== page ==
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US Missile Shield In Ukraine And Caucasus Could Spark Regional Crisis

Lieutenant General Henry Obering, who oversees the Pentagon's Missile Defense Agency, did not specify which country in the Caucasus might be selected as a possible site for an anti-missile radar, but a senior Russian analyst suggested Friday that Georgia would be the most likely site.
by Staff Writers
Moscow (RIA Novosti) Mar 05, 2007
Including Ukraine and the Caucasus nations into a U.S. air-defense system could cause another internal political crisis in these countries, a senior Russian MP said Friday. A senior Pentagon official said Thursday that the United States "would like to place a radar base in the Caucasus" amid earlier reports of plans to deploy elements of a missile shield in Poland and the Czech Republic, which have further strained relations between the U.S. and Russia.

Akhmed Bilanov, first deputy chairman of the State Duma Committee for CIS Affairs, told RIA Novosti that the events that occurred in the Crimea last year and the subsequent protests against Ukrainian-U.S. military exercises clearly demonstrated that "Ukrainian society was divided on the issue of NATO."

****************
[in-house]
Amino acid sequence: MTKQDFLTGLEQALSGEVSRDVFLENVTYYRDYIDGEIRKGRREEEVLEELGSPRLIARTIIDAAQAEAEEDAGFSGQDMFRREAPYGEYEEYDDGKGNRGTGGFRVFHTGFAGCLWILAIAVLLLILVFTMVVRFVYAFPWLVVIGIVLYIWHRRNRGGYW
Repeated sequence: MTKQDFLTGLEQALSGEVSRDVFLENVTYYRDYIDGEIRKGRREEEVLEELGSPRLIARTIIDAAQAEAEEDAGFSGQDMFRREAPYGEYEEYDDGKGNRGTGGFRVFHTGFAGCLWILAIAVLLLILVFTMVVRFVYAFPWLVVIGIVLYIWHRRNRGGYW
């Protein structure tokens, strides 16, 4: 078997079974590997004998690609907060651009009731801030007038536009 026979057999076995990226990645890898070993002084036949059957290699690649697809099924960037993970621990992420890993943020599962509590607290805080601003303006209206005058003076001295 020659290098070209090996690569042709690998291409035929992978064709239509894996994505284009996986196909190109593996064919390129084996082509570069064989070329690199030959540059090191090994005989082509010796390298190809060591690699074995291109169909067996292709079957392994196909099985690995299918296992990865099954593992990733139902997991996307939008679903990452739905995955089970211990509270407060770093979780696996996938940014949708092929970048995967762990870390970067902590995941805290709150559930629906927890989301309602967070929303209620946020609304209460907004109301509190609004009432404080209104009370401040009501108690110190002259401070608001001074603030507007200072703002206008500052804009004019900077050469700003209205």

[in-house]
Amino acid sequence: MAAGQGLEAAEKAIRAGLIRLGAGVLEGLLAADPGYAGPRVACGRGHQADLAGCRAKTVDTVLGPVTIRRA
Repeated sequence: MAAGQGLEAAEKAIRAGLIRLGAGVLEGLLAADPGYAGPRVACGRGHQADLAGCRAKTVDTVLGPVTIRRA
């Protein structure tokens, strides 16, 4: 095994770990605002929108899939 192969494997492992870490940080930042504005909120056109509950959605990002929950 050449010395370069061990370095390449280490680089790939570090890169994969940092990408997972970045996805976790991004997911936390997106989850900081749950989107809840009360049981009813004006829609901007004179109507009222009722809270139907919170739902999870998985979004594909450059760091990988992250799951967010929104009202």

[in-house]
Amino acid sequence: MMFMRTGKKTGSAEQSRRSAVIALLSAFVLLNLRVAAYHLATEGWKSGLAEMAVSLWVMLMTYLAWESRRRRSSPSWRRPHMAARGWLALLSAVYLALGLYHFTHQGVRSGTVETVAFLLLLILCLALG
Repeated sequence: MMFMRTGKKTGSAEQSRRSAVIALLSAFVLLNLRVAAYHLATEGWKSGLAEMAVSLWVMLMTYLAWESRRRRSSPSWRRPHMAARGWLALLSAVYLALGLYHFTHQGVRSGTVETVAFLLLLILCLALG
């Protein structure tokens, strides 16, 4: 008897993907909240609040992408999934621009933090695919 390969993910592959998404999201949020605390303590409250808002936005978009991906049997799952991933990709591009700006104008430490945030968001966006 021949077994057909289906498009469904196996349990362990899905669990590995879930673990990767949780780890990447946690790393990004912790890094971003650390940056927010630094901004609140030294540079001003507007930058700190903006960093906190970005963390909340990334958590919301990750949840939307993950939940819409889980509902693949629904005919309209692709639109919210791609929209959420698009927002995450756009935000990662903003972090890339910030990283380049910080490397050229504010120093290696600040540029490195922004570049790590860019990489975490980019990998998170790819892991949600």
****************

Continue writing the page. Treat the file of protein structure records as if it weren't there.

He said any further pressure would only exacerbate the situation in these countries, and possibly in the entire region.

"Needless to say, this situation will not be of any benefit to the United States, quite the contrary, it would cause additional problems and make the U.S. security system more vulnerable," Bilanov said.

Russia, which has been anxious about NATO bases that have been deployed in former Communist-bloc countries and ex-Soviet republics, has blasted the plans to deploy anti-missile systems in Central Europe as a national security threat and a destabilizing factor for Europe.

The deployment of a U.S. anti-missile radar system in the Caucasus would not affect Russia's defense capabilities, but the country could respond to the move nevertheless, the Russian Air Force commander said earlier on Friday.

Vladimir Mikhailov said Russia was capable of offering an adequate response to the deployment.